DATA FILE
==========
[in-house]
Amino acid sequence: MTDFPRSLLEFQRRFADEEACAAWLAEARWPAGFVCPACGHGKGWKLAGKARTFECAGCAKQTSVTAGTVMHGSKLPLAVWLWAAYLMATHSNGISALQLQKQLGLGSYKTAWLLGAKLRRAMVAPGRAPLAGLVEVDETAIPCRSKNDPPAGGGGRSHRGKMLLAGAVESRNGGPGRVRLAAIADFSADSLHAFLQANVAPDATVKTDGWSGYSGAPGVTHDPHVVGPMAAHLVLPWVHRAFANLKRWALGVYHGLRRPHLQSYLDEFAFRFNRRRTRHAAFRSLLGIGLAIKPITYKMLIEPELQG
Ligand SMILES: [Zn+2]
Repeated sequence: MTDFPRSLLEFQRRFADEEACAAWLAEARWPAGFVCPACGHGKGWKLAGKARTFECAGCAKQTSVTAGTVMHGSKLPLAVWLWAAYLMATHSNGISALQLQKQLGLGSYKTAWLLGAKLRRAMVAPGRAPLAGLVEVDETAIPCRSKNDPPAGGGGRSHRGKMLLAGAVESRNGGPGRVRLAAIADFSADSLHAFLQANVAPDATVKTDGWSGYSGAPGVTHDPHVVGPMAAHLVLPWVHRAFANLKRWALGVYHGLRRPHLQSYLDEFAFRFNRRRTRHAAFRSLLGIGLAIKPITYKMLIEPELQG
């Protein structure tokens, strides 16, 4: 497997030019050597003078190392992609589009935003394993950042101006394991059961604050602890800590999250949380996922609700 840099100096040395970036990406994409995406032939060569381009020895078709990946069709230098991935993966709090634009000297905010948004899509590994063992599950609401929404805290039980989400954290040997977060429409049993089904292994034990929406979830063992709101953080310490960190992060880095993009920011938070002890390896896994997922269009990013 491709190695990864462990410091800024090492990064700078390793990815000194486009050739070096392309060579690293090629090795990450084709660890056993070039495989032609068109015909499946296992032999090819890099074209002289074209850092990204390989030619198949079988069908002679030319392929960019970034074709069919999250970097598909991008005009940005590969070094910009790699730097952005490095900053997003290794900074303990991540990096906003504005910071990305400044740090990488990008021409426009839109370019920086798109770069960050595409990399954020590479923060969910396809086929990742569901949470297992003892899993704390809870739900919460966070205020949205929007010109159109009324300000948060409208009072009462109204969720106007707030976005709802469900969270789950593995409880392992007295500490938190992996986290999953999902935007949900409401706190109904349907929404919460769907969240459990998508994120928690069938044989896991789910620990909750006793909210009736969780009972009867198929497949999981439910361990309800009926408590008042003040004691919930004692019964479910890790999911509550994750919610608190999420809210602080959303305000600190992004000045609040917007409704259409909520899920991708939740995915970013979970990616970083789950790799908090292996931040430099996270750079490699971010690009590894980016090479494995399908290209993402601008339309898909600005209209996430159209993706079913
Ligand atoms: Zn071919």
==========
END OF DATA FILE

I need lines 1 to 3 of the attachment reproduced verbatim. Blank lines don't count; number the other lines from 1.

[in-house]
Amino acid sequence: MTDFPRSLLEFQRRFADEEACAAWLAEARWPAGFVCPACGHGKGWKLAGKARTFECAGCAKQTSVTAGTVMHGSKLPLAVWLWAAYLMATHSNGISALQLQKQLGLGSYKTAWLLGAKLRRAMVAPGRAPLAGLVEVDETAIPCRSKNDPPAGGGGRSHRGKMLLAGAVESRNGGPGRVRLAAIADFSADSLHAFLQANVAPDATVKTDGWSGYSGAPGVTHDPHVVGPMAAHLVLPWVHRAFANLKRWALGVYHGLRRPHLQSYLDEFAFRFNRRRTRHAAFRSLLGIGLAIKPITYKMLIEPELQG
Ligand SMILES: [Zn+2]